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This post was featured on Americans for the Arts’ blog salon highlighting “Emerging Leaders” in the arts industry in April 2014. (click here)

As we sat down with our Congressmen this past March during National Arts Advocacy Day – one message kept coming out of my mouth, “In my community, we don’t just ‘fund’ the arts, we use the arts.” I didn’t arrive in Washington with that phrase in my mind. I didn’t even think about it until after our “advocacy sessions” the day before we visited Capitol Hill.

What alarms me the most about our annual trek to Capitol Hill is that our ask never seems to change. “We would like our Representative/Senator to support funding the NEA/Arts Education at this specific level.” We mention the ability to leverage the arts for economic impact, improve education and make our lives more fulfilling – but at the end of the day, we ask for money, either from the federal government or private citizens via tax policy shifts.

We need to stop asking for money and instead ask for a new vantage point.

Our communities are changing at a rapid pace. Spurred by technology, an entrepreneurial spirit (the by-product of the Great Recession), and a need and ability to stay closer to home, the “local movement” (as I call it) has changed how we define our community. Your zip code doesn’t matter, your art/culture/historic/technology/business “district” does; the roar of your engine doesn’t matter, the sound of your pedals do; your submission to the monthly magazine doesn’t matter, your twitter account does. Partnerships have become the cornerstone of private development and public investment. Green spaces, farmers markets, Main Streets, boutique shops and sidewalks are a signature of community – not merely an entrance sign and a road. Communities are no longer defined by location only – they are defined by the culture, function, and livability of a place.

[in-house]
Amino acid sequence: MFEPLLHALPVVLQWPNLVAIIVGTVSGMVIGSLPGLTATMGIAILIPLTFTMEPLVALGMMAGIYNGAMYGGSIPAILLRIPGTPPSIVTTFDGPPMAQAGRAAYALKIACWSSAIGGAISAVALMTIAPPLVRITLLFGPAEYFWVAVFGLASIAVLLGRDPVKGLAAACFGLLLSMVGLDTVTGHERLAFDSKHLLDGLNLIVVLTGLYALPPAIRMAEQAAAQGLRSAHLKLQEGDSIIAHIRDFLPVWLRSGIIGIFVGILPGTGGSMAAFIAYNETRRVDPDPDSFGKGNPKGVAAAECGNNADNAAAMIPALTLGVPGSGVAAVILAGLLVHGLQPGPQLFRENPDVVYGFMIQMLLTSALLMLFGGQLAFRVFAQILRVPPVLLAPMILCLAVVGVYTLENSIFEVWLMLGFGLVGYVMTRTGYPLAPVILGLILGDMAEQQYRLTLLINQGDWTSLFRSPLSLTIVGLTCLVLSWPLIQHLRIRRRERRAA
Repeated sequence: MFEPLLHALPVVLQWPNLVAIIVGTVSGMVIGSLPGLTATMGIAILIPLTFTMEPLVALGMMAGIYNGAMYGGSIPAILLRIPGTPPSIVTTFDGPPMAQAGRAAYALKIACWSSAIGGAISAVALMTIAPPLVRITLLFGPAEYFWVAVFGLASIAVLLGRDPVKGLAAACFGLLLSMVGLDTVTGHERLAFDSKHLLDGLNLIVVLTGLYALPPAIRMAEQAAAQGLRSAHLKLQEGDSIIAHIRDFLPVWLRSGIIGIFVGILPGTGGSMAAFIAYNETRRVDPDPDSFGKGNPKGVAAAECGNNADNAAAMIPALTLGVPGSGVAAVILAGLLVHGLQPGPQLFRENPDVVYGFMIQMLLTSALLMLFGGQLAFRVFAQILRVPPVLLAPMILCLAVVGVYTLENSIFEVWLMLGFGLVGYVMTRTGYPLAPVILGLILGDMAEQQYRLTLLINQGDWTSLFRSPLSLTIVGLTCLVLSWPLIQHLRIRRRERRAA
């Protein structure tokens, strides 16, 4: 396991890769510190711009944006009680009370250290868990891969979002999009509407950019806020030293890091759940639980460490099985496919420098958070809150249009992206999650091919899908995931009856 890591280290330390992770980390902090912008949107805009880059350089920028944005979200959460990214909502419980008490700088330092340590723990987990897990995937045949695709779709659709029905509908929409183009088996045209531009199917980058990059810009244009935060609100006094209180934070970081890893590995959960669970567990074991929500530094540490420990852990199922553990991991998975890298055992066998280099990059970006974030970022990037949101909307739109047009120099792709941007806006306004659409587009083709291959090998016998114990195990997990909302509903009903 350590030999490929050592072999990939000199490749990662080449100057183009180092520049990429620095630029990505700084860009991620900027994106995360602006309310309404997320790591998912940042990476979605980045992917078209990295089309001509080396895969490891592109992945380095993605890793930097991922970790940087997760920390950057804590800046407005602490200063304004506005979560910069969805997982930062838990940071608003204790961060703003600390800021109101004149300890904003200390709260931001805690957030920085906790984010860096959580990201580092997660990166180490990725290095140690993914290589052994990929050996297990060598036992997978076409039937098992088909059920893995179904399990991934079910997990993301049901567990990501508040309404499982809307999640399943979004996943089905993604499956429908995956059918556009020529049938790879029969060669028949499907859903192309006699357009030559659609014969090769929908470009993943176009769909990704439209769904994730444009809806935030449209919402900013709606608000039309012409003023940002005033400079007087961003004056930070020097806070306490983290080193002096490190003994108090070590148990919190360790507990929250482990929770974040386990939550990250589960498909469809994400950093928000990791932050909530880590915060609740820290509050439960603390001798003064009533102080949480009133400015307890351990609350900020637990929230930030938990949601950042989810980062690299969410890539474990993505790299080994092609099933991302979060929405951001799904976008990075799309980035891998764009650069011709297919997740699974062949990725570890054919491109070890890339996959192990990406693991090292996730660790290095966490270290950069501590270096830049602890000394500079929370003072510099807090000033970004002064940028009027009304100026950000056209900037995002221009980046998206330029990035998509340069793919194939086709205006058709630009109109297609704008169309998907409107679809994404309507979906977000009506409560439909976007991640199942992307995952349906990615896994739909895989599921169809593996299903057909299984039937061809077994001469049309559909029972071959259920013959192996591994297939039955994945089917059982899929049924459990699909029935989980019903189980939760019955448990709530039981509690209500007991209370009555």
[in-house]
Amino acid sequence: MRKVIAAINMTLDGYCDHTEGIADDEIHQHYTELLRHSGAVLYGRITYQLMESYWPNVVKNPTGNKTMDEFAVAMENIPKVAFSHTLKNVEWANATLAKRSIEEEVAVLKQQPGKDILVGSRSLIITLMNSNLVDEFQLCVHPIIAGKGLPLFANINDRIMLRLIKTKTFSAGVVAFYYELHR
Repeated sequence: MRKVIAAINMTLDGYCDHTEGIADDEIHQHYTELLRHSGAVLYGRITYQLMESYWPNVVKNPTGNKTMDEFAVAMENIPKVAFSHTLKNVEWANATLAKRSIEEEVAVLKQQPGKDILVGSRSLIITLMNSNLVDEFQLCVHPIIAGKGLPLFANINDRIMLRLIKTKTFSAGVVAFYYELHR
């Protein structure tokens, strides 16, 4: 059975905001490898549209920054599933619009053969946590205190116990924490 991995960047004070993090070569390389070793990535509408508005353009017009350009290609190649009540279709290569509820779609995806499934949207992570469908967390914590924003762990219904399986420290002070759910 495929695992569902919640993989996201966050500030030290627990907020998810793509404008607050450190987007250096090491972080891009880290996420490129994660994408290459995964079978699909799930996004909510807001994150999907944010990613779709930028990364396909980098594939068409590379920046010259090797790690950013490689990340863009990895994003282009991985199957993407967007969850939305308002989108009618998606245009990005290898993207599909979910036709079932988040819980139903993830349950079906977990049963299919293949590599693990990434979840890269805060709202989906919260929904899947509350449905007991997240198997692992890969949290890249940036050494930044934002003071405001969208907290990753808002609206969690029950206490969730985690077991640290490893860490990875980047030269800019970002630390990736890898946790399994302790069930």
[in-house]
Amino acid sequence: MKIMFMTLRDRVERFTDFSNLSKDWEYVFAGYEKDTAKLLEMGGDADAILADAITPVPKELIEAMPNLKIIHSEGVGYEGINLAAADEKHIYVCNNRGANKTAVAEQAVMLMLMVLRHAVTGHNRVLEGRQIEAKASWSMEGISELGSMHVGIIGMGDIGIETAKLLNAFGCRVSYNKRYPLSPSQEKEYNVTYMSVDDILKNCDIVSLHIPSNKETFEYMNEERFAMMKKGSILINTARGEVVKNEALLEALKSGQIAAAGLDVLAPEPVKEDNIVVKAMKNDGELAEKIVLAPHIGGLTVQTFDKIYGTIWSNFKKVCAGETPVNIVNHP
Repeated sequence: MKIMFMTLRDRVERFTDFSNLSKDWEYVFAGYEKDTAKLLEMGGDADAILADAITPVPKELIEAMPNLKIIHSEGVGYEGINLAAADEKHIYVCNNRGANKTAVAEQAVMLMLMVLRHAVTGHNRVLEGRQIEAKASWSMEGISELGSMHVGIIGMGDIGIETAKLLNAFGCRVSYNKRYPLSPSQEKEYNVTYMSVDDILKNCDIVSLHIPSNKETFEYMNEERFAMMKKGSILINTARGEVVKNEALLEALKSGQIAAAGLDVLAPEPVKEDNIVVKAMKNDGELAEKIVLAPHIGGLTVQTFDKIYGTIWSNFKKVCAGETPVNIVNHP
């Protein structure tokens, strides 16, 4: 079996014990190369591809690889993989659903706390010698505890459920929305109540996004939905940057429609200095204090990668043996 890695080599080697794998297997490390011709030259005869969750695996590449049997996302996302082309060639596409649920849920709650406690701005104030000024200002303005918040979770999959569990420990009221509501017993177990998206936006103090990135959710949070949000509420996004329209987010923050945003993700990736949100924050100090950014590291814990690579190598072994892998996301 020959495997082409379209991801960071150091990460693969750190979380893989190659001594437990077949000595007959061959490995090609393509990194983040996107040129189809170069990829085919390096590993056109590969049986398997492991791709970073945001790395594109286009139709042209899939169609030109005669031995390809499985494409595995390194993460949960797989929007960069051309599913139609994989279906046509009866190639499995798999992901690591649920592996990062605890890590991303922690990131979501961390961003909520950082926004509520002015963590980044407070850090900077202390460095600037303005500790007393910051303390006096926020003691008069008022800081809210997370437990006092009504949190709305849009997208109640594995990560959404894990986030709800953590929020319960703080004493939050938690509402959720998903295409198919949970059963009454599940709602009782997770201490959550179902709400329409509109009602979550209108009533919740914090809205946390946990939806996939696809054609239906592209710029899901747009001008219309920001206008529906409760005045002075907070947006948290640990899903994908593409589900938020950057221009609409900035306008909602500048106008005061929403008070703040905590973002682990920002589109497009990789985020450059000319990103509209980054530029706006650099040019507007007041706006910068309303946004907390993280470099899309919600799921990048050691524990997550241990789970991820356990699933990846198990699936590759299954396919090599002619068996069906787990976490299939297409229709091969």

It is with this spirit in which we should advocate for the important role the arts play in our lives. Yes, economic impact is important, and of course arts education is vital to our nation, but to fit our changing world, our conversation has to change.

I told every member of Congress I met with just a few weeks ago that we need to start seeing the arts as something our nation can use and not simply fund. We need to adopt the models and viewpoints small cities like Fountain Inn (where I live) and Mauldin (my employer), SC take when talking about the arts. Both cities use public funds to create opportunities for people to experience the arts – all for the purposes of economic development and quality of life enhancement. We need to adopt the viewpoint companies like Boeing, who view the arts as a necessity when cultivating their future workforce, and who recently pledged $400,000 to Engaging Creative Minds, an arts education organization in Charleston, SC. The arts are more than just an economic impact and we’re more than just a performance or painting – we are a tool to be used.

Use us to recruit a restaurant and guarantee a crowd every night after a performance. Use us to lure a large employer and guarantee that their employers will have something to do after work. Use us to educate children and build a more innovative future – and use us to educate adults and help cultivate a more creative workforce today. Use us to make your downtown beautiful. Use us to give you an “anchor” for your community. Use us to put this community on the map.

We are an integral part of the modern community. We are the reason people drive past the county line. We are the reason our green spaces are not simply patches of grass. We are the reason property values increase. We are the reason the creative class exists. We are heartbeat of a community. And we should be supported.

The federal government shouldn’t support the arts because our organization gets grant money from them, the federal government should support the arts because, as a tool for making all of our communities better – the arts work.